I don't know what the average current post-MEW LTV average is in SD but i definitely agree that with the massive price spikes it does seem pretty doubtful that we're anywhere close to the prior bubble's over-leveraged market.

I suppose an inability to service debt is independent from LTV considerations, so that some combination of recession/job loss/wage destruction and broader market inflation could put owners in payment distress regardless of the level of equity. We wouldn't see foreclosures but instead forced sales I guess? This could go to Rich's question regarding prices drops without foreclosure waves.

The last go around I had a few friends who went the foreclosure or short sale route in connection with relocating out of SD. They were upside down and would have been cash-low negative on a rental so why take the loss. If they would have been cash flow positive, i assume they would have held the homes as rentals. I have alot of friends who were upside down on their primary and rode it out as the payments weren't an issue.

At the moment it doesn't even feel that prices have peaked yet given what i'm seeing.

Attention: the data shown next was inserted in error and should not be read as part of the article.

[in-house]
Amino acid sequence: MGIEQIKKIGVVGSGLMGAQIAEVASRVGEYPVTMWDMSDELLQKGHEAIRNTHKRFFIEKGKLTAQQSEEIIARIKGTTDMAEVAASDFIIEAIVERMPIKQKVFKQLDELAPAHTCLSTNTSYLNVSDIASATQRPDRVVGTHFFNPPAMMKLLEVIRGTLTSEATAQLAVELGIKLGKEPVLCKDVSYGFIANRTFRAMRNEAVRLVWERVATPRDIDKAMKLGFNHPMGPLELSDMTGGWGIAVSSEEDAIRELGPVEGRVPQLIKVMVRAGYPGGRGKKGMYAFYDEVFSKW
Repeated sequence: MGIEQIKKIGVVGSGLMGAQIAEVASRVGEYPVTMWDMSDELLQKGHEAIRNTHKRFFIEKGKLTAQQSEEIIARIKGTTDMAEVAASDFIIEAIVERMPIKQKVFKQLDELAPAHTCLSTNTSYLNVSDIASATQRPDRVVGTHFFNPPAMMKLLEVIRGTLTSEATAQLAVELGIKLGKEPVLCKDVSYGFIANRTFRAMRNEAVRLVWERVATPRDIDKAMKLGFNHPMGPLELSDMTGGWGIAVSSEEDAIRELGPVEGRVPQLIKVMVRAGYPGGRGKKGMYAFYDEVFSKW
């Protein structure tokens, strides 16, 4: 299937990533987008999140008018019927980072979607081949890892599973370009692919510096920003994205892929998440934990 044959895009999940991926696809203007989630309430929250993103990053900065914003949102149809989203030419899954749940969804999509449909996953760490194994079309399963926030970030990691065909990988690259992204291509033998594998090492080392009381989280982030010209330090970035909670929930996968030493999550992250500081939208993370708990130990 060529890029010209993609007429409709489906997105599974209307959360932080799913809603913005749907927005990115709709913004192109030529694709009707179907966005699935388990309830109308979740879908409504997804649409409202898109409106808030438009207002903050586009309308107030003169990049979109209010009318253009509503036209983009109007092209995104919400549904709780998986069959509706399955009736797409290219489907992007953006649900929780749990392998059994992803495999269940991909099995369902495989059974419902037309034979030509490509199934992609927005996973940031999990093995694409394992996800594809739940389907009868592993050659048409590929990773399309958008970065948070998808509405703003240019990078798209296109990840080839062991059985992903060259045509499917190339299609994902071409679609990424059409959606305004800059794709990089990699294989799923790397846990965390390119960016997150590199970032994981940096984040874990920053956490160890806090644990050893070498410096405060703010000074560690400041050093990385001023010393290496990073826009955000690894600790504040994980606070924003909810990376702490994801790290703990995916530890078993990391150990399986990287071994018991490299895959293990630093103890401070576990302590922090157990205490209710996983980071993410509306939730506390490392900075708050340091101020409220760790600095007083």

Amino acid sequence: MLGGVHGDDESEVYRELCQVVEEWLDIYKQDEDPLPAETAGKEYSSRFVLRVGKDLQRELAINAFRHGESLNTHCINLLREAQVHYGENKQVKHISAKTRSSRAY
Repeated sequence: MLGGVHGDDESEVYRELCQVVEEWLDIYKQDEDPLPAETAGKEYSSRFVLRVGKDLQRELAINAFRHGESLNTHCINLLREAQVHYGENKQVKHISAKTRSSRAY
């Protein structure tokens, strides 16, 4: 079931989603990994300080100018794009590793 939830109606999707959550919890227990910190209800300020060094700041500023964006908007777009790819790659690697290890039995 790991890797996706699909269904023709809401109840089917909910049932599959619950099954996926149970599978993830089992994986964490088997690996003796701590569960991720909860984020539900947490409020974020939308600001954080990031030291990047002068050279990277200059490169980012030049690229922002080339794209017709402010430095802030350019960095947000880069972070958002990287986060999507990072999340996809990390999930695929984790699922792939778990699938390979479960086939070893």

Submitted by Pbranding on April 20, 2022 - 6:28pm.

I follow Poway and Scripps Ranch regularly and I’m seeing a lot more price reductions and homes that were pending falling out of escrow and going back on the market so that does seem to indicate some sort of shift away from the absolute power sellers have had so far.

Submitted by phaster on April 22, 2022 - 7:06am.

the POST had an interesting article w/ nation wide data

Rents are rising everywhere. See how much prices are up in your area

How rent has changed in 1,500 counties across the United States since the start of the pandemic

https://www.washingtonpost.com/business/...

Submitted by sdrealtor on May 10, 2022 - 10:09pm.